As protests by bloggers and online journalists within Iran brought the hanging of the two teens to worldwide attention, the Iranian government justified the hangings on the grounds that the two boys had participated in the rape of a 13-year-old boy. Immediately, U.S. gay organizations–mortified at the thought they could be implicated in the defense of a pedophilic incident–backed away from their initial protests   of the teens’ hangings. For example, the Human Rights Campaign (HRC) took its letter to Condoleeza Rice demanding the U.S. protest the executions down from its website.

I was initially skeptical about the rape charge, particularly because Iran is currently in delicate negotiations with Western European powers over its developing nuclear capacity — hardly the moment to be caught in a violation of its international commitments under two treaties (i.e., the ones outlawing the execution of minors). When I asked Hadi Ghaemi, who runs the Iranian desk for Human Rights Watch, on what basis HRW was saying they were “90 percent sure” rape had taken place (as the director of HRW’s gay and lesbian  program, Scott Long –  who does first-rate work — told me) Ghaemi said his sole source was the daily newspaper Quds in the city of Mashad where the two teens were hanged. This newspaper carried statements alleged to be from the father of the 13-year-old who was supposedly raped, and from several of the passers-by who had interrupted the “gang rape” in a vacant lot, upon which, they were quoted as saying, they were threatened at knife point by a group that included the two hanged youths.

When I asked Ghaemi why the July 24 Associated Press dispatch on the hangings cited the executions as being only for “homosexual acts” without mentioning the rape, he said that the original charge against the boys was “sexual assault based on homosexual acts,” and that the first part of the charge had been somehow “lost in translation.” Ghaemi said he didn’t believe that Quds — a newspaper controlled by regime supporters –had fabricated the quotes in the article about the rape, which had appeared the morning of the hangings (not after the protests). But he also said he had no independent confirmation from sources in Mashad of the accuracy of the rape charge.

So, did the “rape” occur? Until further independent confirmation is forthcoming, we can only surmise. Did the hanged kids claim “gay” identity? Most probably not–since the concept is virtually unknown among the uneducated classes in Iran. But that doesn’t excuse our national gay organizations’ cowardice in backing off their demands that the U.S. government specifically protest the hanging of the two youths for crimes committed when at least one, and possibly both of them were underage.

The moral of this story: American gays need to more fully engage themselves with what is happening to our brothers and sisters in other cultures, where oppression– both cultural and political, is commonplace. And not just when there’s a crisis.

MUSLIM CLERIC’S “KILL GAYS” DECLARATION CAUSES FIRESTORM IN AUSTRALIA: When US imam Sheik Khalid Yasin (right) said Islamic law prescribed the death penalty for gay sex on Australian TV’s  Channel Nine program :”60 Minutes,“ it cused a firestorm of protest, the Sydney Star-Observer reports July 28. The sharia is very clear about it, the punishment for homosexuality, bestiality or anything like that is death. We don’t make any excuses about that, it’s not our law — it’s the Koran,” Yasin was quoted as saying.”, it caused a firestorm of protests Down Under, reports the July 28 Sydney Star-Observer.  “Yasin, who is understood to be visiting Australia at the invitation of a Sydney mosque, also said young Muslims should avoid attending university because it was a ‘gateway for deviation’” according to the paper. “The chief executive of the Australian Federation of Islamic Councils, Amjad Mehboob, told Sydney Star Observer Yasin’s comments had brought numerous complaints from the Muslim community….’People have a right to a lifestyle [and] that’s their choice. It’s not for us to condemn them or not condemn them.’ Outgoing New South Wales premier Bob Carr joined Mehboob in denouncing Yasin’s brand of Islam, telling ABC Radio Muslim fundamentalists should be blocked from visiting Australia. ‘If someone has a record of saying everything your country stands for is wrong – women should have no rights, homosexuals should be hunted down and persecuted … I don’t think they have a role here,’ Carr said…..” Yasin is apparently a well-known lecturer in the British Commonwealth, judging by a Google search, and is head of the London-based Islamic Information Network, which is trying to set up a “genuine” Islamic satellite TV channel…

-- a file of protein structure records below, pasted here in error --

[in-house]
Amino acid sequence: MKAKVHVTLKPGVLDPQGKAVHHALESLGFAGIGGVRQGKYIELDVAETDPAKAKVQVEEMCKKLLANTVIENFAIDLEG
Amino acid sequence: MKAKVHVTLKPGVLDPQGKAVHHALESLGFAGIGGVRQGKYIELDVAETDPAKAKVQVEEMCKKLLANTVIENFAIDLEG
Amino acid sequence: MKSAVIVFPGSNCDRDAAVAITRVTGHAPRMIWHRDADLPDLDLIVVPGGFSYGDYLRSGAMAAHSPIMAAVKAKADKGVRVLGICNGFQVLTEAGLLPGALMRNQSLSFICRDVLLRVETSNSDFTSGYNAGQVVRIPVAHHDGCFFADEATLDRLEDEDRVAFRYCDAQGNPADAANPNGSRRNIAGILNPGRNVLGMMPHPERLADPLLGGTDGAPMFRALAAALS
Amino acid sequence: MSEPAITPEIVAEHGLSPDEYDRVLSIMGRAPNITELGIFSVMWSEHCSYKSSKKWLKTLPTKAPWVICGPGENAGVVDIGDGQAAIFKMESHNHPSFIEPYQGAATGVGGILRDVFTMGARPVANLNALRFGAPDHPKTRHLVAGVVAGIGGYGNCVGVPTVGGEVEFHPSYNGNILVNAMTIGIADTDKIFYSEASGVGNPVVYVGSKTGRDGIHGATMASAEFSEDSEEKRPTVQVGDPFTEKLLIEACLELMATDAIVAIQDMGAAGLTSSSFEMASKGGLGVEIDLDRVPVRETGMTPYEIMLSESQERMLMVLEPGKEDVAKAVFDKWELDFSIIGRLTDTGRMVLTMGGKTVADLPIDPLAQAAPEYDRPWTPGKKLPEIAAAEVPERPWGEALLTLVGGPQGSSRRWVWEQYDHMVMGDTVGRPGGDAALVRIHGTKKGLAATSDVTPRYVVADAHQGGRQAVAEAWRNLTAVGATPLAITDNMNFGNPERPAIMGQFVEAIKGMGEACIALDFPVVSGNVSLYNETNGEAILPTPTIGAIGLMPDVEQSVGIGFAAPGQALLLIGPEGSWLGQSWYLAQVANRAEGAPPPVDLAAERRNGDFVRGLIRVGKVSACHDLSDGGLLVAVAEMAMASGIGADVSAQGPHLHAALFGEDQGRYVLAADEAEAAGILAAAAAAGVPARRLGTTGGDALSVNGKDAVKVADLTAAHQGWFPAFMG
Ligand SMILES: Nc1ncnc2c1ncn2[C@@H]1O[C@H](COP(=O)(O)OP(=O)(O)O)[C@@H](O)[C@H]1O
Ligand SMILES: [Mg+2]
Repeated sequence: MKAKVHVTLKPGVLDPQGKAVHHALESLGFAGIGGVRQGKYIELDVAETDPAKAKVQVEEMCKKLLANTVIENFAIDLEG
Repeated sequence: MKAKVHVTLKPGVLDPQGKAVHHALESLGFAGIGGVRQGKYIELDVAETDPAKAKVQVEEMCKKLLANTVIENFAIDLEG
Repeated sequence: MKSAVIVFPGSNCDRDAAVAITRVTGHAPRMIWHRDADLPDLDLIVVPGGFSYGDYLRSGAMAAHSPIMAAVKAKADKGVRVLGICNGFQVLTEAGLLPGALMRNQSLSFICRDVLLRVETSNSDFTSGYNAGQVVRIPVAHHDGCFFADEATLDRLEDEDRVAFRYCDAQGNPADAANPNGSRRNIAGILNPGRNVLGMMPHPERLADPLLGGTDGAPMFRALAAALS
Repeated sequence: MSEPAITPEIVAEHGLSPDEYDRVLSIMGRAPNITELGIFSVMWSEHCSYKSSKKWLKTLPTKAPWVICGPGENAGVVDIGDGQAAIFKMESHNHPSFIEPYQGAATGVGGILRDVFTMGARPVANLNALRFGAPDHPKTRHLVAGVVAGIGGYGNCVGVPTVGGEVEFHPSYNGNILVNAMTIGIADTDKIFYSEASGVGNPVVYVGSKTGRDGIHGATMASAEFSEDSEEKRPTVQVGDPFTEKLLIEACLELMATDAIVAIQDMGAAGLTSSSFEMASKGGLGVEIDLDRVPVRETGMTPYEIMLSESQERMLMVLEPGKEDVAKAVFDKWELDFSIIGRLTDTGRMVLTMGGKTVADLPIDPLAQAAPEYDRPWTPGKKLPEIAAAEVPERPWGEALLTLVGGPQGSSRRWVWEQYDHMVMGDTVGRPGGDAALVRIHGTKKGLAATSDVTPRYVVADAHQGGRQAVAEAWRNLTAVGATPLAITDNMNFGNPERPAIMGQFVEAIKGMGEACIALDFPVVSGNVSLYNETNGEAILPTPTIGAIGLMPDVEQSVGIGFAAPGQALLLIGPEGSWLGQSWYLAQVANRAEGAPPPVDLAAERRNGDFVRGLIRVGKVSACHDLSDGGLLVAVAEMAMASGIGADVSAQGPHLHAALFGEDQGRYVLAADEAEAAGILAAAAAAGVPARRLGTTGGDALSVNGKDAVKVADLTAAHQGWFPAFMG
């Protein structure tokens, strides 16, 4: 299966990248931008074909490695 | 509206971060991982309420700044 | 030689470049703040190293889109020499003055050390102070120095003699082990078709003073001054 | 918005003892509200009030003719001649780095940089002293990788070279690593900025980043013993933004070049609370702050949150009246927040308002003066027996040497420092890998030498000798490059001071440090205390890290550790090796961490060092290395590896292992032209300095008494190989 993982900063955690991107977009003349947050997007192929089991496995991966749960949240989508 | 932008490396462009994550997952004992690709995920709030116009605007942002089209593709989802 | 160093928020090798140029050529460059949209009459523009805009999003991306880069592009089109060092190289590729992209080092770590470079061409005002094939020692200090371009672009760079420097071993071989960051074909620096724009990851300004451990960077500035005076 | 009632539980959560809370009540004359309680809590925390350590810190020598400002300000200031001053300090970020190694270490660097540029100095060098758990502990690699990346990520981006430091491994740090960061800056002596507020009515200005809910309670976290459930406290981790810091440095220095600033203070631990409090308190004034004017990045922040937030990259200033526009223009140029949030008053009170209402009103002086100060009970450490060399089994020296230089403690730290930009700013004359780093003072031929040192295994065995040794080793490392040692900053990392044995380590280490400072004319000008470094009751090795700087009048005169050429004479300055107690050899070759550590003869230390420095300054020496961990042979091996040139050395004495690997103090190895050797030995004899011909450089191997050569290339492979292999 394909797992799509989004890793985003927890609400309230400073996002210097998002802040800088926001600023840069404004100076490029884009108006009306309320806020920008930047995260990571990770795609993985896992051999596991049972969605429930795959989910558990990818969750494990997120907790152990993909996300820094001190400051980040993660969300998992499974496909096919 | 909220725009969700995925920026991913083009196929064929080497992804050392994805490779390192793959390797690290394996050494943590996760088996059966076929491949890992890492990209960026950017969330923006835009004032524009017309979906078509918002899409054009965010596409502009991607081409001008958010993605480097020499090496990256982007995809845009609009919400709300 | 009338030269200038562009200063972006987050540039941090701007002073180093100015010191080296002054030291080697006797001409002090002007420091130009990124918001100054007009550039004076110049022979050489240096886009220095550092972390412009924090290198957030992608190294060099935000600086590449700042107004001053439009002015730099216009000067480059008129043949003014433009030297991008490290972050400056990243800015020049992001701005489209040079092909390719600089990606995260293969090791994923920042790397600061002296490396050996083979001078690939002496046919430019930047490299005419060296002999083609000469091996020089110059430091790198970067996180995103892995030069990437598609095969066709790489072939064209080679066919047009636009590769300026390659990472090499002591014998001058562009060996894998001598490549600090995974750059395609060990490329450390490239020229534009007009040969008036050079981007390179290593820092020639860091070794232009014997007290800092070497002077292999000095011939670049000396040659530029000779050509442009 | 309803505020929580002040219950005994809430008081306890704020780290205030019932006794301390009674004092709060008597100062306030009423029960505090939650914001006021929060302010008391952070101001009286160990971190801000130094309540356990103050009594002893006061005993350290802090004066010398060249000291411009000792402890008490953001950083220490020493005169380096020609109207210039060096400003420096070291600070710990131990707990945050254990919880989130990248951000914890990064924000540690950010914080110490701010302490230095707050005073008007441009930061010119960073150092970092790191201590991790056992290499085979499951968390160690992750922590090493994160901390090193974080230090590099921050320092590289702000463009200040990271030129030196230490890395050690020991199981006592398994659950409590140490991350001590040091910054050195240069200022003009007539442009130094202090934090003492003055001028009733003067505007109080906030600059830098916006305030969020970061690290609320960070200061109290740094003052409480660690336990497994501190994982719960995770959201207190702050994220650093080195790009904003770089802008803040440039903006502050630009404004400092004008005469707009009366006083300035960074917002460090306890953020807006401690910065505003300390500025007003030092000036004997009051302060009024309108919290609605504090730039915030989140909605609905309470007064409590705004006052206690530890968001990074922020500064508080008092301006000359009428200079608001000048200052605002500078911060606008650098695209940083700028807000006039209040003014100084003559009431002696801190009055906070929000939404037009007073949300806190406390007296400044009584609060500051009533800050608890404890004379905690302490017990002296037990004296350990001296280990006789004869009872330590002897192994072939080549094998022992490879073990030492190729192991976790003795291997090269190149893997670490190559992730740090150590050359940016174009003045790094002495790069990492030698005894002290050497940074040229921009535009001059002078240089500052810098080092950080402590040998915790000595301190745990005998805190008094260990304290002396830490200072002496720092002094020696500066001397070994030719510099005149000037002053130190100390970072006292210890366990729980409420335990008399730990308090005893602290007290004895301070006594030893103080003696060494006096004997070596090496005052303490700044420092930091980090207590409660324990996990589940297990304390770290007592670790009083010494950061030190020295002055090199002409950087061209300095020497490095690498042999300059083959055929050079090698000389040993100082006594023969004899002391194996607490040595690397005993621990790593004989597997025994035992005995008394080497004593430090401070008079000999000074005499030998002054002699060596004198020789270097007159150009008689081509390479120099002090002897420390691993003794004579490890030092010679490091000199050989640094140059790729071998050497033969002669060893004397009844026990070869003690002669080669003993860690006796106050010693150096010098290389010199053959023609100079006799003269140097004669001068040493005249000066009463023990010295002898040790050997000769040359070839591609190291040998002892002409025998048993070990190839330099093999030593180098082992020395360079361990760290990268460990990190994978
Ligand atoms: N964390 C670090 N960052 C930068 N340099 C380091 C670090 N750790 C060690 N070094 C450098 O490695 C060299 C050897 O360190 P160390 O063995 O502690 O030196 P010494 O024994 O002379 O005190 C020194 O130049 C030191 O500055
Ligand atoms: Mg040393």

AN IRANIAN GAY SPEAKS: The website Gay Russia has an interview with the editor of Maha (logo below left),  a tiny Iranian gay e-’zine in Farsi (only 600 subscribers, many of them in exile), who says:

“Life is not easy, it is mixed with fear, uncertainty and self oppression. The biggest problem we are facing is that GLBT do not have info about their sexual desire. They simply can not find explanation to it. Why they feel as they feel (feeling for persons of the same sex), they do not know what it is. What it’s called etc. but when they get the knowledge, then it is becoming much easier. Not all Iranians have access to the Internet, there are no gay bars or clubs, so creating a network of GLBT is very difficult. Bear in mind that after 8 months of publishing MAHA, still a great number of GLBT people have not got the news. Many GLBT people are living with denial of their own sexuality, or they get married in hope to disguise and hide their deep homosexual desire or in hope to be cured of it.” (The typos are in the original.)